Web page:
Some people see things that never were and ask "Why not?"
He doesn't see things that are, and asks, "What?"
Sony's upcoming PlayStation conference holds a world of possibilities, and a lot of people are speculating about the likelihood of a PS4 reveal. In Japan, however, handheld game systems reign supreme; the much more popular hope in the Land of the Rising Sun is that Sony will announce a successor to the PSP.
Despite 2012 being the PSP's seventh year on the market, the sucker hung in as competitively as could be expected, shifting nearly a million units. Impressive, considering the 3DS finally hit its software stride and has Nintendo's marketing muscle behind it. The machine is still the recipient of games that highly appeal to its established install base, like One Piece: Romance Dawn (released in December with its own special hardware bundle), Digimon Adventure, Accel World, Jikkyou Powerful Pro Baseball, and others.
But Sony can't wait around any longer; it's time to release a second handheld system before Nintendo runs away with this generation. A lot of the big franchises that made the PSP such a success in Japan have moved to the 3DS. Some, like God Eater 2, are still set for PSP releases. A multitude of gamers, however, have followed their favorite games to the 3DS and would be hard to win back by a hypothetical second system.
Monster Hunter 4, for example, will be releasing on 3DS exclusively, as Sony has not yet shipped a potential competitor to market. Diehard fans may have even already bought their 3DS systems a while ago, for Monster Hunter Tri-G. Hatsune Miku tore it up on the PSP, and Sega and Sony would be out of their minds to let a PSP2 outing slip away. She should definitely get a PSP2 game, specifically one that isn't also released on PS3.
The PSP delivered some interesting Final Fantasy spinoffs and enhanced ports. For the time being, the 3DS has won that battle with Theatrhythm: Final Fantasy, which combines Japan's love of Faifan with its love of music games. It's no FF RPG, that's for sure, but nostalgia sells here, in any form. Rumors of a high-def FFX port in handheld form have been circulating for well over a year, and with no news from Sony or Square Enix, many fans are wondering: What even did happen to that? And speaking of music games, Taiko Drum Master did well on both PSP and DS in Japan, but the 3DS and Wii have been the only systems getting new TDM games lately. The PSP2 must win this crowd back.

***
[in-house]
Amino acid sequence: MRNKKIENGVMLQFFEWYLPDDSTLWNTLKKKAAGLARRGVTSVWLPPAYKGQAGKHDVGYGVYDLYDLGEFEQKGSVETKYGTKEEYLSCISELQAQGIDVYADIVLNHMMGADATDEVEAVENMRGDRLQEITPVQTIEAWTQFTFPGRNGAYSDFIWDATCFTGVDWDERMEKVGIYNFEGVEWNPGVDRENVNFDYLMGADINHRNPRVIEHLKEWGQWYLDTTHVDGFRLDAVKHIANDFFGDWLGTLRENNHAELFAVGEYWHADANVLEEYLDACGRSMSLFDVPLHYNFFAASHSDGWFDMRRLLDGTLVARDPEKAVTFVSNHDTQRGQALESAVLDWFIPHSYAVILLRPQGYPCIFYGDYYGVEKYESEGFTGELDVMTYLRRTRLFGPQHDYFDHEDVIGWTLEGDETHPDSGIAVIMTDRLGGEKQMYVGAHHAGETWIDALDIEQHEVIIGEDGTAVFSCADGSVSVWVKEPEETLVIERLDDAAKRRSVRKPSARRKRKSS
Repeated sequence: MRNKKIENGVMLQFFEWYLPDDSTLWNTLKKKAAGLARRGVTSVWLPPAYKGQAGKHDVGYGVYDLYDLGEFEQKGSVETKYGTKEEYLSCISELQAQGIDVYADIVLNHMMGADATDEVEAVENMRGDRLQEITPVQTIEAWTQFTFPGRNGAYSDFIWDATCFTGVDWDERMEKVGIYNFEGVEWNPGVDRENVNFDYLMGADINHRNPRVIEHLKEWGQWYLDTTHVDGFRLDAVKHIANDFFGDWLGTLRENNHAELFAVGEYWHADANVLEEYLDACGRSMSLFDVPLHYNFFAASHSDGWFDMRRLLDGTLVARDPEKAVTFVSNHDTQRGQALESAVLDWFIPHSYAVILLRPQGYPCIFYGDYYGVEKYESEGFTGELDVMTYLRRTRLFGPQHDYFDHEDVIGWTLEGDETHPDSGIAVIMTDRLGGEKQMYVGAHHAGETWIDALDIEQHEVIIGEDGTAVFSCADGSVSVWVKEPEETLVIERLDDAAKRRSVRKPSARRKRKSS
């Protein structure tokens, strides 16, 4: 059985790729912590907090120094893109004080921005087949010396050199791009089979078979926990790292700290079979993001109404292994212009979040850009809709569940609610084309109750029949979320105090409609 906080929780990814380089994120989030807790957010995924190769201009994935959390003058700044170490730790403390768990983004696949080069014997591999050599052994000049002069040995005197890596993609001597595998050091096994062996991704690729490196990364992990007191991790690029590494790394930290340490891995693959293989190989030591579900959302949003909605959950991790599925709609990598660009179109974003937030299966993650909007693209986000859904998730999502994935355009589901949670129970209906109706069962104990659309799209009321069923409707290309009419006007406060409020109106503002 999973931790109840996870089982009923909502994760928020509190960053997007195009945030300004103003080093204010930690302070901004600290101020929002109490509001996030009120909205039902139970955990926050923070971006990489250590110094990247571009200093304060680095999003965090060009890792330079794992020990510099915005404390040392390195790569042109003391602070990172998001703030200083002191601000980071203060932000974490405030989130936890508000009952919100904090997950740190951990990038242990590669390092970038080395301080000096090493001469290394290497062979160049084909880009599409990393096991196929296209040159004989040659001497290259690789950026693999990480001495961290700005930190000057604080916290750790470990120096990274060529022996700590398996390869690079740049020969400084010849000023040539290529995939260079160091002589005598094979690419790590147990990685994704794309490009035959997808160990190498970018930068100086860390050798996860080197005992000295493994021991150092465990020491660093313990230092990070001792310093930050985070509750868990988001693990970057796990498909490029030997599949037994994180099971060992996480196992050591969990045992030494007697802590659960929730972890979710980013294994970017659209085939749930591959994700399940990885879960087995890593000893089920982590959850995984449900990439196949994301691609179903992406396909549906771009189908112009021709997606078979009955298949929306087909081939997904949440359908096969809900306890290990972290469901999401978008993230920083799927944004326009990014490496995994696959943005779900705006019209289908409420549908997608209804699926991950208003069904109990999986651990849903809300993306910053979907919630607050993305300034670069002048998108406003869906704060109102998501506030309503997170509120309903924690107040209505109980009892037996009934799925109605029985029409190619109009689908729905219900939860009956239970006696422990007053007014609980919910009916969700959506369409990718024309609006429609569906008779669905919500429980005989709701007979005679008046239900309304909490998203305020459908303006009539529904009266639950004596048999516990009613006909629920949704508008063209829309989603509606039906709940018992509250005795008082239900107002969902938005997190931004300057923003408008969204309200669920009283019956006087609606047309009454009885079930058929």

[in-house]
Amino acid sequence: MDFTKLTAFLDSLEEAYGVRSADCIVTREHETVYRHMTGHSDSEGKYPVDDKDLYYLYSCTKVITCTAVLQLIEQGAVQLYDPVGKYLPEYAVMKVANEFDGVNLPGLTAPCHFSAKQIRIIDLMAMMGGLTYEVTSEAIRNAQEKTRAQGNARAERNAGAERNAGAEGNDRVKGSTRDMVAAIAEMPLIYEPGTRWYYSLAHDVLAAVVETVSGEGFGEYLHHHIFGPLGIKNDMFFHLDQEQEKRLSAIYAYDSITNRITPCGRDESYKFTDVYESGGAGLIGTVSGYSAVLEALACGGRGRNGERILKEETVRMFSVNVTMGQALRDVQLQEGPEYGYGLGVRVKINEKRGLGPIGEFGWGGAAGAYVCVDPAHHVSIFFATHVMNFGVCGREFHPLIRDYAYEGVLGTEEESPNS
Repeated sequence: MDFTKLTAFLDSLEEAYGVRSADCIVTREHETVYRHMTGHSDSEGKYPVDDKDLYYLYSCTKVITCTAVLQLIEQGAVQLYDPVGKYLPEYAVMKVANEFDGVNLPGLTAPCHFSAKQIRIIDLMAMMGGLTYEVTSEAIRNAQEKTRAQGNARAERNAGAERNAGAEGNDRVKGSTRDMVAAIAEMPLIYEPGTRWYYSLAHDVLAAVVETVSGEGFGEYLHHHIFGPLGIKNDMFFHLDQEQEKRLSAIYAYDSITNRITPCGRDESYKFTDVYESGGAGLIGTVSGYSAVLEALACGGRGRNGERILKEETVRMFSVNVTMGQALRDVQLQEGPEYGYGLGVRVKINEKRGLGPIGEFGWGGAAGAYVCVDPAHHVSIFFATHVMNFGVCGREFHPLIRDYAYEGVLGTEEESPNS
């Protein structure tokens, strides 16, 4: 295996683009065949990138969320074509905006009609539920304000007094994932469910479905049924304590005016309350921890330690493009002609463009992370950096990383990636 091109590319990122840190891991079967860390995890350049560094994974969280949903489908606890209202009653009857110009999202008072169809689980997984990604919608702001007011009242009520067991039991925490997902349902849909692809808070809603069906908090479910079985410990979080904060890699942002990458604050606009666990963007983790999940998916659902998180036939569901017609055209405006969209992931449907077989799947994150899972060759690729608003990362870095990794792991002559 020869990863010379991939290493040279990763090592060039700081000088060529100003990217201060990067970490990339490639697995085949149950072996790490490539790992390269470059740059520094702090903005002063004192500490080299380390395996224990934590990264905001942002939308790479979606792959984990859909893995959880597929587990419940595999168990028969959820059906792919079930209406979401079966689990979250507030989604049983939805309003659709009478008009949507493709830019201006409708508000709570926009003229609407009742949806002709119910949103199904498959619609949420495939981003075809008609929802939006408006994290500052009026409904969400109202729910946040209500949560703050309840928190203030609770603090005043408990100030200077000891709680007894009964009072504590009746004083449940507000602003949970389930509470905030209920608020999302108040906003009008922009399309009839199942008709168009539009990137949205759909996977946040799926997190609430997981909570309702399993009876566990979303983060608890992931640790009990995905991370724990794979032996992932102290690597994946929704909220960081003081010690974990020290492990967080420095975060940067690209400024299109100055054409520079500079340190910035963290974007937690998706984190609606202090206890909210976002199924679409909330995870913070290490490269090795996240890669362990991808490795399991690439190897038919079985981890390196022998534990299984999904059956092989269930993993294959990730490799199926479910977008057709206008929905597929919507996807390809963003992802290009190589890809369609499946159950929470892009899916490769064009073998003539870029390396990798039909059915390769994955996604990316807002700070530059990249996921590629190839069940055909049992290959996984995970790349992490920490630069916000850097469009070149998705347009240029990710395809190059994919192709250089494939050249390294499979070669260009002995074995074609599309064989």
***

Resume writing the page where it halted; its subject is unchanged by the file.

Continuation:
Another thing the 20 million PSP owners in Japan will want in a new handheld is some sort of backward compatibility with all their old games. Buying games from a previous generation and, moreover, buying physical copies are way more popular in Japan than they are in most other places. Even with its established love of PSP, Japan kicked the PSPgo to the curb; Sony pulled the plug and stopped shipping the system in its homeland due to low sales.
The lesson here is that if Sony does make another handheld game system, digital distribution should be a bonus and nothing more. Just as important, it'll need to have some way to play the mountains of UMDs that PSP fans have—and will continue to accumulate. Going to a retro shop and buying games from the previous generation, even two and three generations back, is a popular hobby here, much moreso than in North America. If the new system can't play anything on those racks and racks of games from the previous generation, that makes it less appealing in this era of Sony backward compatibility.
Speaking of the previous generation, the next PSP should provide a few ports and remakes as well. Persona 3 Portable was the best handheld RPG of all time in the eyes of many, and I'm thinking a portable version Persona 4 could serve Sony's second handheld well. Maybe even some early PS3 games that weren't too taxing on the hardware, like Disgaea 3, could help widen the system's appeal. Ports from the current generation, like, I don't know, a bunch of fighting games, might add something nice. For best results, any current-gen ports should be priced below their counterparts on other systems. Even more backfire could be created if up-ports from the first PSP end up being worse on the second system than they were on the first. But that's so silly that it probably can't even happen, so I don't know why I'm saying it. I'd better stop myself before I waste time talking about the importance of proper memory card pricing.
The important thing to note, with all this port and remake talk, is that these would all just be pieces of the puzzle. They're an important part of the overall picture, but these factors can't do it alone. Persona 4 might top a system's sales charts and earn critical acclaim, but a few games can only carry a system so far. When the competition has been out for a while, a new machine really needs to come out swinging.
If there's to be any third-party support, it needs to be first-party support that leads the charge. Sony should do its best to provide a mountain of support for the machine, right from the start and without slowing down. It can't survive with the pattern of "one biggish game every two months" business that damns a system to mediocrity; it needs a steady flow from the system maker to set the tone. But of course, it appears I've let myself start speaking the obvious. I'd better stop before I waste time talking about the importance of proper memory card pricing.
The ongoing popularity of Sony's first handheld system stands as a testament to its success in Japan. The PSP has now grown up alongside a fresh generation of gamers, and the system has proven to Japan that someone other than Nintendo can make a great portable. This market is ripe, and I'm gonna come right out and predict that Sony uses its upcoming PlayStation event to unveil the future of handheld gaming with its second portable system: The PSP2.